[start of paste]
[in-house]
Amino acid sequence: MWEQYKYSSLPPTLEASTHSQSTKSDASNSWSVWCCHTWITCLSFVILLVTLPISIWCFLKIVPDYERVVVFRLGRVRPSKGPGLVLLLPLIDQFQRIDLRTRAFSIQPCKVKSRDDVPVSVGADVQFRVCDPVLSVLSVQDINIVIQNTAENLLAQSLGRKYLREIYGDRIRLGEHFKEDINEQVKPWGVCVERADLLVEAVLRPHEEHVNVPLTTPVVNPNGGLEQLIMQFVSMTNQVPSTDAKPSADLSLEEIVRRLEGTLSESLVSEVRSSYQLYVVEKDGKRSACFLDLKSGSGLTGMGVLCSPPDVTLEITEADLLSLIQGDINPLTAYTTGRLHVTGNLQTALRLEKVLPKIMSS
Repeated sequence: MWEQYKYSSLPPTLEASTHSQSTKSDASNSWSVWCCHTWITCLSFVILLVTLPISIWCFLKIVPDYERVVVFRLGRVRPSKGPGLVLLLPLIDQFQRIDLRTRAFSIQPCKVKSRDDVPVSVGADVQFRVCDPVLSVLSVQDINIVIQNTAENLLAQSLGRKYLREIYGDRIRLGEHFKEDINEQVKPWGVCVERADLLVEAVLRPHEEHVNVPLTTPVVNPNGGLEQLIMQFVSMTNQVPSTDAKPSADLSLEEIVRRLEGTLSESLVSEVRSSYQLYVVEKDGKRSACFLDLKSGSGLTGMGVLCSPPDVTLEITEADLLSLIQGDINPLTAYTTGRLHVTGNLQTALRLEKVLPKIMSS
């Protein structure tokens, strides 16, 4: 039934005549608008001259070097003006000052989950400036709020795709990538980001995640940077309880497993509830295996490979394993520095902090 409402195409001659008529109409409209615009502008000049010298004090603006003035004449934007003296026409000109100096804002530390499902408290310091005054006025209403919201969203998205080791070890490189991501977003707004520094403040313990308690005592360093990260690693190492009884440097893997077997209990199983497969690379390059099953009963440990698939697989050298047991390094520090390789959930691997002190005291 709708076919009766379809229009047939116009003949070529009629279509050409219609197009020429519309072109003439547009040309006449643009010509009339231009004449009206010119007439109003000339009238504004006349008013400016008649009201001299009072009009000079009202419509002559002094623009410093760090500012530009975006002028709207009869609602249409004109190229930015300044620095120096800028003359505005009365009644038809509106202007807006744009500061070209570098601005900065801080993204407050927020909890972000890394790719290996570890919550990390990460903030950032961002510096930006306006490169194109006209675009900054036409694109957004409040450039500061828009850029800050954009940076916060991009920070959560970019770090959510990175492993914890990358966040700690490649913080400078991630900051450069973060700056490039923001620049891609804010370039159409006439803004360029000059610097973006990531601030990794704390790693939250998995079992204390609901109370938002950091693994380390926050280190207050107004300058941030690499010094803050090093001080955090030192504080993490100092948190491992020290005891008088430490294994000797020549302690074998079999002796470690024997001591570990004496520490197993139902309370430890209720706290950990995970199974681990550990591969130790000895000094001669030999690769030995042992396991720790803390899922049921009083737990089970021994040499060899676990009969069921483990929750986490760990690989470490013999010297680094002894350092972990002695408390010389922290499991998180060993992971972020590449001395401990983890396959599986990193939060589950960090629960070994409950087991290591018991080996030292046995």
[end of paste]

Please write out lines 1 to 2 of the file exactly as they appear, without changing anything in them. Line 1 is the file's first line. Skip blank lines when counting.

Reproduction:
[in-house]
Amino acid sequence: MWEQYKYSSLPPTLEASTHSQSTKSDASNSWSVWCCHTWITCLSFVILLVTLPISIWCFLKIVPDYERVVVFRLGRVRPSKGPGLVLLLPLIDQFQRIDLRTRAFSIQPCKVKSRDDVPVSVGADVQFRVCDPVLSVLSVQDINIVIQNTAENLLAQSLGRKYLREIYGDRIRLGEHFKEDINEQVKPWGVCVERADLLVEAVLRPHEEHVNVPLTTPVVNPNGGLEQLIMQFVSMTNQVPSTDAKPSADLSLEEIVRRLEGTLSESLVSEVRSSYQLYVVEKDGKRSACFLDLKSGSGLTGMGVLCSPPDVTLEITEADLLSLIQGDINPLTAYTTGRLHVTGNLQTALRLEKVLPKIMSS